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What is the Management Buyout Process?

What is the Management Buyout Process?

How does a Management Buyout work? - Early stage considerations for the Management Buyout (MBO) team

Are you part of management in a private company contemplating a buyout of the company’s owners? If so, you may find this summary useful.

In this article, Matthew Fretten outlines considerations for the MBO team at the outset, up to and including the preliminary agreements to be entered into, before proceeding with the main buyout transaction.

Funding and Legal Advice for MBOs

Suggested first step for your MBO team is to appoint advisers to:

  • advise on costs of and assist with securing the appropriate level of any external funding needed
  • provide legal advice

Preparing a Business Plan

A business plan is needed to assist with procuring finance. The plan will set out the business opportunity your MBO team envisages and should cover aspects such as: 

  • the business proposition and the amount of funding required a brief description of the business’ industry sector, products/services, key customers and suppliers
  • a financial summary of past performance and future projections, the latter to include information on key assumptions and show the effect of significant changes to the business in any key variables
  • identifying and substantiating funding requirements (supported by cash flow projections)
  • provide information about the management team

Finding Funding for the Management Buyout

Your MBO team need to understand the issues which will concern a potential private equity provider which may include: 

  • management and sector expertise
  • size of transaction, length of investment and stage of business at time investment is applied for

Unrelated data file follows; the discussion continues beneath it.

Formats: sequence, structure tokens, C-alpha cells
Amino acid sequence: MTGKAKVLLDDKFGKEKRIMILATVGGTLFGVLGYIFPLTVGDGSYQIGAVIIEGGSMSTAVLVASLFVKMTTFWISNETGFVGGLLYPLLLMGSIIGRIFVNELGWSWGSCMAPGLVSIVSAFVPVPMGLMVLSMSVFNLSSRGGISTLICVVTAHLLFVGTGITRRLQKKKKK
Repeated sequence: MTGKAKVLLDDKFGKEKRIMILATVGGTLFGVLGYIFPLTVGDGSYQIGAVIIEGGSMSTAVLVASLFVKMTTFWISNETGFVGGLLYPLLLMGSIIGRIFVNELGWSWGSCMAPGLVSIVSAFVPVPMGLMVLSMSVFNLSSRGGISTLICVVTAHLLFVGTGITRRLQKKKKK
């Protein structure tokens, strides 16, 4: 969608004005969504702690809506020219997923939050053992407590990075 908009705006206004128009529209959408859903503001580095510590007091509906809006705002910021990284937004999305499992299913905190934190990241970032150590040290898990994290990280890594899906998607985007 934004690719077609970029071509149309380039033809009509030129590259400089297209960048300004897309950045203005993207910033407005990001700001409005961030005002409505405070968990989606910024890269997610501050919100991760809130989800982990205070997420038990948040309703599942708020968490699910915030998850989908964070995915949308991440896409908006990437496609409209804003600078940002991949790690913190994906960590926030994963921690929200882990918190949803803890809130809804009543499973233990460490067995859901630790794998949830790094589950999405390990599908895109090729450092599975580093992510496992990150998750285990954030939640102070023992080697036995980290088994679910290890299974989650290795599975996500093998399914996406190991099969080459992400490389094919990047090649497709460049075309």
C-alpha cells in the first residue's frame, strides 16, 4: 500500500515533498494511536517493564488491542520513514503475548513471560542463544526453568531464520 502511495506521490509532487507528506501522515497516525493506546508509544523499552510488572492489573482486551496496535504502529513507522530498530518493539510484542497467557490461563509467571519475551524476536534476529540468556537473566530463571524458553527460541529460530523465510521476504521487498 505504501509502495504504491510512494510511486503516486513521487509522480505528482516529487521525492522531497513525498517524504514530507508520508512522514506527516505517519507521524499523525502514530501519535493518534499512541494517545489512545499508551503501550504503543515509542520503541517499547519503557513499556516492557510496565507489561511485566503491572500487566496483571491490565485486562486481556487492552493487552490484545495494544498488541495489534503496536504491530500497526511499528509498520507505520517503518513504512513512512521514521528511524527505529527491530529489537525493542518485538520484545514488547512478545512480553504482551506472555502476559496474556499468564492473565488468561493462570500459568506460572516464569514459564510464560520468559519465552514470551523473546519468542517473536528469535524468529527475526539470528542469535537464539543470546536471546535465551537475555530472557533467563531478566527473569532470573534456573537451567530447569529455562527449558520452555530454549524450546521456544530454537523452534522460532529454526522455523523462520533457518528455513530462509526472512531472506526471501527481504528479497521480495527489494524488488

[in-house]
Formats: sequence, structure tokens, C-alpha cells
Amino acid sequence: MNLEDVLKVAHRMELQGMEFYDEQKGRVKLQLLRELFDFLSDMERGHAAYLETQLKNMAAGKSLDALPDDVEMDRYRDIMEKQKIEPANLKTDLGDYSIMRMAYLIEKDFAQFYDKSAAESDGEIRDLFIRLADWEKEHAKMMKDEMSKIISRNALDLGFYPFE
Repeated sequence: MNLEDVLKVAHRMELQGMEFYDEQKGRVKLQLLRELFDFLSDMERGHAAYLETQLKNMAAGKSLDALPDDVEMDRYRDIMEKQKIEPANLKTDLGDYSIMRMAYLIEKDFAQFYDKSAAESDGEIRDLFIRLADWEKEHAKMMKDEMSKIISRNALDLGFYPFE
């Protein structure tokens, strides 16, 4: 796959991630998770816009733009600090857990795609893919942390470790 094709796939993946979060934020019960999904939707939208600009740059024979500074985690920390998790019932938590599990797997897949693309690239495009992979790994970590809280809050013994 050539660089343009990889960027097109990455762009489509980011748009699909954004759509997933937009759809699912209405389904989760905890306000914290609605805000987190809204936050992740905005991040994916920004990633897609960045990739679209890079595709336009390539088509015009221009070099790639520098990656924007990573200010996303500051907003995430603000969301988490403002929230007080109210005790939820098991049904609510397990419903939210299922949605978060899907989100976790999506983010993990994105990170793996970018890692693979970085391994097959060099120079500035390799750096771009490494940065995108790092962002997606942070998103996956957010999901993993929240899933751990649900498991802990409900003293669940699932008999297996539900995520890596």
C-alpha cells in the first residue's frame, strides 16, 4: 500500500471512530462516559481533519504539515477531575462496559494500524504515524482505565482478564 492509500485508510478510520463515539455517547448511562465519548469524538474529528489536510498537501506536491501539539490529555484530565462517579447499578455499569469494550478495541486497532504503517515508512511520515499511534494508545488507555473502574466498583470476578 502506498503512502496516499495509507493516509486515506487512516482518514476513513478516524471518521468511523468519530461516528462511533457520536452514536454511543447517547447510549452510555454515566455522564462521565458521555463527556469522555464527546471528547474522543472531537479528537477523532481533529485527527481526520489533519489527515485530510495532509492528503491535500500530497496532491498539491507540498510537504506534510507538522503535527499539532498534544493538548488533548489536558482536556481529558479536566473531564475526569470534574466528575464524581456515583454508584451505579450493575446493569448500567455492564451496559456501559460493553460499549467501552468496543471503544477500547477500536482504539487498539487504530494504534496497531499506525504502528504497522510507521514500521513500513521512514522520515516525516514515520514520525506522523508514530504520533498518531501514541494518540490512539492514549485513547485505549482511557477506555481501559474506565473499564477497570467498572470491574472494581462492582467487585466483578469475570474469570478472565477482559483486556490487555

• geographic location

Legal advisers for MBOs

The various parties involved in the MBO will need legal advisers, the usual parties being:

  • MBO team  
  • private equity provider  
  • newco (the MBO team’s newly formed company used as the purchasing entity)
  • debt providers (senior and junior)


Confidentiality issues will arise throughout the transaction because of the need for management to disclose certain confidential information about the target business to third parties (such as private equity providers).

Employment contracts

It is important to review management’s contracts of employment to ensure that there are no contractual provisions prohibiting management from being involved in the buyout. 

Structure of the Management Buyout

There are certain issues, which relate particularly to buyouts that may affect the decision whether to structure the acquisition of target as an acquisition of shares or assets. 

What is the difference between share or asset purchase?

On an asset purchase, the buyer can decide which assets and liabilities it acquires whereas, on a share purchase, generally speaking, the buyer takes on all assets and liabilities.

Buyouts should be structured as an asset purchase if the business is a division of the selling company or where certain assets or employees are used in other parts of the seller’s group. There are other considerations, which govern the choice of structure, such as tax or other liabilities in the target company, availability and level of warranty cover, Stamp Duty, need for third party consents.

Preliminary agreements in a MBO

Heads of terms (Heads) with Seller

Heads set out the principal terms upon which the purchase of the business will proceed.  Heads should be entered into before commencing the process of due diligence, disclosure and the drafting and negotiation of the agreement acquiring the business. 

Principal parties to the Heads are the MBO team and the seller. Newco will probably not yet be formed. If the seller is a subsidiary of a group holding company, then the holding company should also be a signatory. Heads are generally made “subject to contract” and expressed not to be legally binding.